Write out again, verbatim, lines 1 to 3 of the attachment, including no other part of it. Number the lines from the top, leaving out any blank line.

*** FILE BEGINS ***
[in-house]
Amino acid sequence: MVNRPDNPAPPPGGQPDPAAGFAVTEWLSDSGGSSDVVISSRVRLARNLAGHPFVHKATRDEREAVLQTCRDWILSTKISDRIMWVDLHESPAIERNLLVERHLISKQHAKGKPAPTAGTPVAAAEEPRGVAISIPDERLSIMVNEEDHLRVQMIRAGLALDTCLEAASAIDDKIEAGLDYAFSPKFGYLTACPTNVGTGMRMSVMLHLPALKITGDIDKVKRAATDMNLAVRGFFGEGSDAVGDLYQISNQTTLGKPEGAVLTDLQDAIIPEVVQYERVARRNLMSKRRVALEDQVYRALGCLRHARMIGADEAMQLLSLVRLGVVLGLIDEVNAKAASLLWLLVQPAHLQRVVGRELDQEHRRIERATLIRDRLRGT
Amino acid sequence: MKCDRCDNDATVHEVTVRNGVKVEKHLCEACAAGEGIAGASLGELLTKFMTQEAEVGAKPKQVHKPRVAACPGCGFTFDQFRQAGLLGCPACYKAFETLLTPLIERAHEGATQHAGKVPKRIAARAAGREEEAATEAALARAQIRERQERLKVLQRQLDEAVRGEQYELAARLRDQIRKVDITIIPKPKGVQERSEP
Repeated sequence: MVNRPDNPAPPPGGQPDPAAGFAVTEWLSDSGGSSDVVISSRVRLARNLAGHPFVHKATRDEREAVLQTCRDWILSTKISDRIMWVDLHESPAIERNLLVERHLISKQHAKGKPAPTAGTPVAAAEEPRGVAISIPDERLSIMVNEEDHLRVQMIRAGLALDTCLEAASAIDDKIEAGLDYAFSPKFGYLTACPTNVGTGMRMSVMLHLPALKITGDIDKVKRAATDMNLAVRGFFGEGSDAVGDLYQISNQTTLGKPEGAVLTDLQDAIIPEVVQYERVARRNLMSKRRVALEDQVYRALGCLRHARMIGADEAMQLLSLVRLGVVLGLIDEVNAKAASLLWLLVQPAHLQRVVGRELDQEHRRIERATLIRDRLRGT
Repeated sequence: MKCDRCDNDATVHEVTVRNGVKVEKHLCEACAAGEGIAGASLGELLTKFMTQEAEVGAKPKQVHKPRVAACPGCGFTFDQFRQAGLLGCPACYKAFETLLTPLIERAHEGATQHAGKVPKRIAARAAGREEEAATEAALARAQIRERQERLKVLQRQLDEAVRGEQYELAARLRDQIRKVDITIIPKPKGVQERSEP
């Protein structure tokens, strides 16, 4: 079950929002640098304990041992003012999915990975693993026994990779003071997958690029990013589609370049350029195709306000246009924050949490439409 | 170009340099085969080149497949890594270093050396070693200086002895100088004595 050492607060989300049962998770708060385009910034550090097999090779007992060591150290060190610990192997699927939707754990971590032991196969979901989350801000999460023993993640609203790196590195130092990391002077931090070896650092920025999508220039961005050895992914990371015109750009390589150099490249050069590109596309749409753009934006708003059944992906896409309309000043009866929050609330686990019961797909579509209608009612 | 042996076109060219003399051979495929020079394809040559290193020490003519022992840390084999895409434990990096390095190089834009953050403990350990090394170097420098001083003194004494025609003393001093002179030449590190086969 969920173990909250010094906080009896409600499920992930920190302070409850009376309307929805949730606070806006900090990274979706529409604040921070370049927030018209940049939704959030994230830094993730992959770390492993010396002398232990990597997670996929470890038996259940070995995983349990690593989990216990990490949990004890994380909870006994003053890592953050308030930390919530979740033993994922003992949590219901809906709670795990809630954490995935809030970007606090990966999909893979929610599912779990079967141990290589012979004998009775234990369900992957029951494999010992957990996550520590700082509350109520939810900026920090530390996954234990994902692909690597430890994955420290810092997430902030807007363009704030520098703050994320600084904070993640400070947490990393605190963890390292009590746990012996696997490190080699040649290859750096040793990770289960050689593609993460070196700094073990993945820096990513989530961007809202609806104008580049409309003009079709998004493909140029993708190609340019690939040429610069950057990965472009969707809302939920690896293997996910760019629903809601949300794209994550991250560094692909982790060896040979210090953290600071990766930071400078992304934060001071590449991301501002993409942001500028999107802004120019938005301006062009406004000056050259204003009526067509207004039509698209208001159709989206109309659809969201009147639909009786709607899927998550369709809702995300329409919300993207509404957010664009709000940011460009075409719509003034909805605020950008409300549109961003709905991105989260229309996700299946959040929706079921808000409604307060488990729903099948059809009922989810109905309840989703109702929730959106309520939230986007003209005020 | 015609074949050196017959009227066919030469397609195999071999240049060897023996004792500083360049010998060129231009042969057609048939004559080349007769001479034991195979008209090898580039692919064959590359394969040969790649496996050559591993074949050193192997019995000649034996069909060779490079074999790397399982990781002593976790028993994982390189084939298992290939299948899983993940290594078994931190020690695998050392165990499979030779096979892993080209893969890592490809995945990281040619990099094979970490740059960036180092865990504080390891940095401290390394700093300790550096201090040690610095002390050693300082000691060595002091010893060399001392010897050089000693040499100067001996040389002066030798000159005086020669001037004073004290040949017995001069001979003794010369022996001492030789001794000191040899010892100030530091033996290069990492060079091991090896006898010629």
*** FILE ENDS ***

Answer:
[in-house]
Amino acid sequence: MVNRPDNPAPPPGGQPDPAAGFAVTEWLSDSGGSSDVVISSRVRLARNLAGHPFVHKATRDEREAVLQTCRDWILSTKISDRIMWVDLHESPAIERNLLVERHLISKQHAKGKPAPTAGTPVAAAEEPRGVAISIPDERLSIMVNEEDHLRVQMIRAGLALDTCLEAASAIDDKIEAGLDYAFSPKFGYLTACPTNVGTGMRMSVMLHLPALKITGDIDKVKRAATDMNLAVRGFFGEGSDAVGDLYQISNQTTLGKPEGAVLTDLQDAIIPEVVQYERVARRNLMSKRRVALEDQVYRALGCLRHARMIGADEAMQLLSLVRLGVVLGLIDEVNAKAASLLWLLVQPAHLQRVVGRELDQEHRRIERATLIRDRLRGT
Amino acid sequence: MKCDRCDNDATVHEVTVRNGVKVEKHLCEACAAGEGIAGASLGELLTKFMTQEAEVGAKPKQVHKPRVAACPGCGFTFDQFRQAGLLGCPACYKAFETLLTPLIERAHEGATQHAGKVPKRIAARAAGREEEAATEAALARAQIRERQERLKVLQRQLDEAVRGEQYELAARLRDQIRKVDITIIPKPKGVQERSEP